Universities propose 20-year fix-it plan for Canada’s dairy sector
Report says changes are needed to allow dairy processors to be more competitive and innovative
Canada’s dairy industry is in dire need of an overhaul, according to a new report.
Dalhousie University and the University of Guelph say the dairy industry needs reforms, particularly to help dairy processors be more innovative and competitive in the face of new free-trade agreements and the rise of dairy alternatives. The universities developed a 20-year roadmap, titled “Supply Management 2.0,” to modernize supply management and increase competitiveness in the market.
“The reason we’re releasing this now is because of the number of headwinds the dairy sector is facing,” says Sylvain Charlebois, a director of the Agri-Food Analytics Lab at Dalhousie University and co-author of the report. “First, there is the dairy alternatives phenomenon and grocers are carrying way more dairy alternatives—sales are up 230% this year alone.”
Secondly are the trade agreements: Comprehensive Economic and Trade Agreement (CETA); Comprehensive and Progressive Agreement for Trans-Pacific Partnership (CPTPP), and Canada–United States–Mexico Agreement (CUSMA).
“Grocers are allowed to bring in dairy products from abroad and those products are cheaper and perhaps even more attractive because some of the cheeses coming from Europe are pretty darned good,” says Charlebois. “So that brings more competition.”
In the middle of it all are Canadian dairy processors. “They’re the ones really struggling and without a strong dairy processing sector, it becomes very challenging to support our dairy producers,” says Charlebois. “We’re not really questioning the quota system, we’re just questioning the competitiveness of the sector.”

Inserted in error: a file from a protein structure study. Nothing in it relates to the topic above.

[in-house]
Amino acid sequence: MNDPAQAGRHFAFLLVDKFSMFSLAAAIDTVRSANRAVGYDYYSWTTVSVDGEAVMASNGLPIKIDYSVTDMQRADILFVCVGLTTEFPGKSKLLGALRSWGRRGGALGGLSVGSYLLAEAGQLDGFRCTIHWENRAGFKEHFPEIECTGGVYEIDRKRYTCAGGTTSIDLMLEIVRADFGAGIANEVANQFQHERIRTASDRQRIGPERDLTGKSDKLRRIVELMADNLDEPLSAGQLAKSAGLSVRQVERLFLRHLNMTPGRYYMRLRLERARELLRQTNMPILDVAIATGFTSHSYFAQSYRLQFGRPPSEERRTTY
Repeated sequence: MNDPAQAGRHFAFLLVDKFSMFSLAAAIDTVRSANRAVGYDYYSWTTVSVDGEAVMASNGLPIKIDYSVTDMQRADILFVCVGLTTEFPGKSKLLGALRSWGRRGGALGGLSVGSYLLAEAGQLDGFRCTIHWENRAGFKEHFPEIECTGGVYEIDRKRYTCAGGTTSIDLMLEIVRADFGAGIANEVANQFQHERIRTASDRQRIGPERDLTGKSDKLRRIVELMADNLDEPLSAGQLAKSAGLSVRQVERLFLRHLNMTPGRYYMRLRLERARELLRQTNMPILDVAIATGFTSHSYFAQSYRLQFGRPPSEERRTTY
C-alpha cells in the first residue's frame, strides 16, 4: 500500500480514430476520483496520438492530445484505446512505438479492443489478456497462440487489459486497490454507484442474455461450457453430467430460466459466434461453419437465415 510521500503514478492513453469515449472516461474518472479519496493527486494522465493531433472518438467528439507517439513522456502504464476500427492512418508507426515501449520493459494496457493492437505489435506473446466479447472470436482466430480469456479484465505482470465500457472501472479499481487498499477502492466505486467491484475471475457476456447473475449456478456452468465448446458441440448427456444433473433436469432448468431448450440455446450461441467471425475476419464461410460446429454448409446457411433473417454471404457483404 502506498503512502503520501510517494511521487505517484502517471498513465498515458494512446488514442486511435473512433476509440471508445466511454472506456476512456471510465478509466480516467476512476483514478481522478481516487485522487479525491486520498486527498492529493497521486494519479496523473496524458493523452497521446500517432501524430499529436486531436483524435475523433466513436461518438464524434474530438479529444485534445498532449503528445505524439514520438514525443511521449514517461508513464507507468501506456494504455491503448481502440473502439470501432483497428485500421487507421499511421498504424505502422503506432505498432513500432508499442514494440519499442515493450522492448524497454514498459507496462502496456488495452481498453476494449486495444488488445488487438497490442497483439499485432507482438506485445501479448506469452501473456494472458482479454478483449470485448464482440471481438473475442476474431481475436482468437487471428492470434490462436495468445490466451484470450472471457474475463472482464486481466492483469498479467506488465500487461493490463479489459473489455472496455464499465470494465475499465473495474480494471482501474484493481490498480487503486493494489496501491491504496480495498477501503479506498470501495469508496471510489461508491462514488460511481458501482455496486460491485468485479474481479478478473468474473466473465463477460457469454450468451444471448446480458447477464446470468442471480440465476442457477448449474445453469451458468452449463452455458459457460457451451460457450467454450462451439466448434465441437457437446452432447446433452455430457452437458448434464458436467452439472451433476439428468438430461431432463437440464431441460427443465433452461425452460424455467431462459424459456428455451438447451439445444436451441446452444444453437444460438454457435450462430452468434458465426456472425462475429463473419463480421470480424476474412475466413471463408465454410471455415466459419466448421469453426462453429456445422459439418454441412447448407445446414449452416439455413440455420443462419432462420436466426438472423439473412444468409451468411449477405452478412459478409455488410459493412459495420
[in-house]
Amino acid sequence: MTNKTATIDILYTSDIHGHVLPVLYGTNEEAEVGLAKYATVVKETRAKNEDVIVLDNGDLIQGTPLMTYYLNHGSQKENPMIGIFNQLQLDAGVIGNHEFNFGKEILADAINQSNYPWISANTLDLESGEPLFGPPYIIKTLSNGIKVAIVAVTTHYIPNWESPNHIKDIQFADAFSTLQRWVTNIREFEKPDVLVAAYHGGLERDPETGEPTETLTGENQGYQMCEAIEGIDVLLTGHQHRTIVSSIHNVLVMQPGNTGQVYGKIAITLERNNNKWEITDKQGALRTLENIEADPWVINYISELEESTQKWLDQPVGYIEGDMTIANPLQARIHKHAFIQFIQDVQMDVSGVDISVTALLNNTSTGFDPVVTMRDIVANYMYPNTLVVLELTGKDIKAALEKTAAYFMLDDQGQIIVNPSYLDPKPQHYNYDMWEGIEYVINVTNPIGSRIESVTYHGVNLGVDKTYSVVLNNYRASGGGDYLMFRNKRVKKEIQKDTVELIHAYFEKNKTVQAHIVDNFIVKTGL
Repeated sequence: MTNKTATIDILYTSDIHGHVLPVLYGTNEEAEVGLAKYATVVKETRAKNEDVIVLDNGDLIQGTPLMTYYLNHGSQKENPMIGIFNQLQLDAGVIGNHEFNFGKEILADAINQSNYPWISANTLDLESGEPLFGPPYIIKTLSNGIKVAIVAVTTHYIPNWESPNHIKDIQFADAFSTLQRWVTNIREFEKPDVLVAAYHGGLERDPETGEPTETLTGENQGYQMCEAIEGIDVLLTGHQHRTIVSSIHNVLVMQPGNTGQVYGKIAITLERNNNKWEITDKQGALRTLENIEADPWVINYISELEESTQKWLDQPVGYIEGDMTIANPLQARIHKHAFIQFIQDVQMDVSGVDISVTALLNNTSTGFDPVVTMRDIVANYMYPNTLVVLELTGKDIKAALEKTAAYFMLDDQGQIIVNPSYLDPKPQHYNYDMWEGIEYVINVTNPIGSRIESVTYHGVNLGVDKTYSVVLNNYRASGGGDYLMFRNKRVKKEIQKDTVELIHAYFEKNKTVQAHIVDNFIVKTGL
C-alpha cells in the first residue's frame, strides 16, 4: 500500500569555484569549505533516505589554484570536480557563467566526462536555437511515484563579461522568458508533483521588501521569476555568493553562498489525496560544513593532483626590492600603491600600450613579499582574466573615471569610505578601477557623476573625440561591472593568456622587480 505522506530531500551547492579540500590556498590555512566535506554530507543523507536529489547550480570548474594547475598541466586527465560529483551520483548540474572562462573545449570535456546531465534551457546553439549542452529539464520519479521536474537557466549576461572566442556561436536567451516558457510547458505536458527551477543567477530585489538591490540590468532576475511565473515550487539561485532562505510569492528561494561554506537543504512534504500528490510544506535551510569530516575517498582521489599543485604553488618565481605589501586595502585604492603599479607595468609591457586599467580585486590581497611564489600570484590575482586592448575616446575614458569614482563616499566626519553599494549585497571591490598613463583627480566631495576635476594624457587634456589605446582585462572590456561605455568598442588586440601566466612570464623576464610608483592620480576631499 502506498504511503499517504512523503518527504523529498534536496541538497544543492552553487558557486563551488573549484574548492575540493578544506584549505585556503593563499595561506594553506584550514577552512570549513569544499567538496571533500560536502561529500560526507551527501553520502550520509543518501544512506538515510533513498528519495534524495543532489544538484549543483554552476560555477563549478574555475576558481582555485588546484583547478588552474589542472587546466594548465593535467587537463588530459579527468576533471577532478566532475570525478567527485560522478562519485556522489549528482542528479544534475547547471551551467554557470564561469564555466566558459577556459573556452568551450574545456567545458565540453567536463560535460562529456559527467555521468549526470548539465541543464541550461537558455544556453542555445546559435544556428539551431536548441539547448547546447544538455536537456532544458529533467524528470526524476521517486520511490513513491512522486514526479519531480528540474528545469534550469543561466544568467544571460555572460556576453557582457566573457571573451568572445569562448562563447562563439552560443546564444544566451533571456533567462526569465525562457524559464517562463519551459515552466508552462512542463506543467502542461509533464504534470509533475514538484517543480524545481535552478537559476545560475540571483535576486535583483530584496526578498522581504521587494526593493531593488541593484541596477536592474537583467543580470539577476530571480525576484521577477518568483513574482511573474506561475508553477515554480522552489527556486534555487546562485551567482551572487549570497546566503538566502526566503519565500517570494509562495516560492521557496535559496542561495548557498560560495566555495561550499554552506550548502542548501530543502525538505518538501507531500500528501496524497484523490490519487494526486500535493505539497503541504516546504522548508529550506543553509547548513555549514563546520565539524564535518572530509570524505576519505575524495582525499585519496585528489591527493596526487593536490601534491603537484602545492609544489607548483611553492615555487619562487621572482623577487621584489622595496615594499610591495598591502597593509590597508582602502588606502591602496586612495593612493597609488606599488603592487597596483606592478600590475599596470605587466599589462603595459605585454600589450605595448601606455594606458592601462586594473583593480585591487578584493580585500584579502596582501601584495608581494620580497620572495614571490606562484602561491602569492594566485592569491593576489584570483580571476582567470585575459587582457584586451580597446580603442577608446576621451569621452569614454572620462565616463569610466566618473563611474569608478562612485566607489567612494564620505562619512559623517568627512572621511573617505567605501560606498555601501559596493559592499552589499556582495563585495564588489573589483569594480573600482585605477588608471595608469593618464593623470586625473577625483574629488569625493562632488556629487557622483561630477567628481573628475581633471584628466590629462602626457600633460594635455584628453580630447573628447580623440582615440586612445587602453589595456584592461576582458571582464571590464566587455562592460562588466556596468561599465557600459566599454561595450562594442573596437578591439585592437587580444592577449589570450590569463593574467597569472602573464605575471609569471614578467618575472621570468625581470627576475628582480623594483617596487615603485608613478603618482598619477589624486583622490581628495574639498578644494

There are four main steps in the roadmap, which is summarized here:
1-Create a voluntary program for dairy farmers to exit the industry. Some farmers will have to exit the industry to make room for new foreign competitors. The federal government should initiate a voluntary quota buyback program of equal value to the concessions made to foreign competition in recent trade deals. Only the most competitive farmers will remain, giving a direct boost to Canada’s ability to compete with these new foreign suppliers.
2-Make significant changes to the Canadian Dairy Commission. CDC must become more transparent and accountable, including being more transparent with its pricing strategy and reevaluating how the price is set altogether, as well as being more accountable to the Canadian public as a Crown corporation.
3-Remove interprovincial trade barriers on dairy products and create an innovation fund for the sector. Removal of interprovincial trade barriers is essential to promoting artisanal dairy products. Because this market is much smaller than for general dairy, it is vital that producers can access consumers across the country. This measure would be coupled with the creation of an innovation fund to entice dairy farmers to innovate and develop new products and markets.
4-Initiate a 20-year plan to reduce general tariffs, develop an exporting strategy, create a Canadian brand and provide incentive for innovation: A progressive reduction of tariffs is desirable over a 20-year period, but tariffs should not be eliminated outright. Canada also needs a strategy to export milk and dairy products. Canada has a valuable brand image. The industry should endorse its brand and begin developing new and innovative Canadian dairy products for export.
In an email to Canadian Grocer, a spokesperson from CDC said: “At this time, the CDC has no comments about this report.”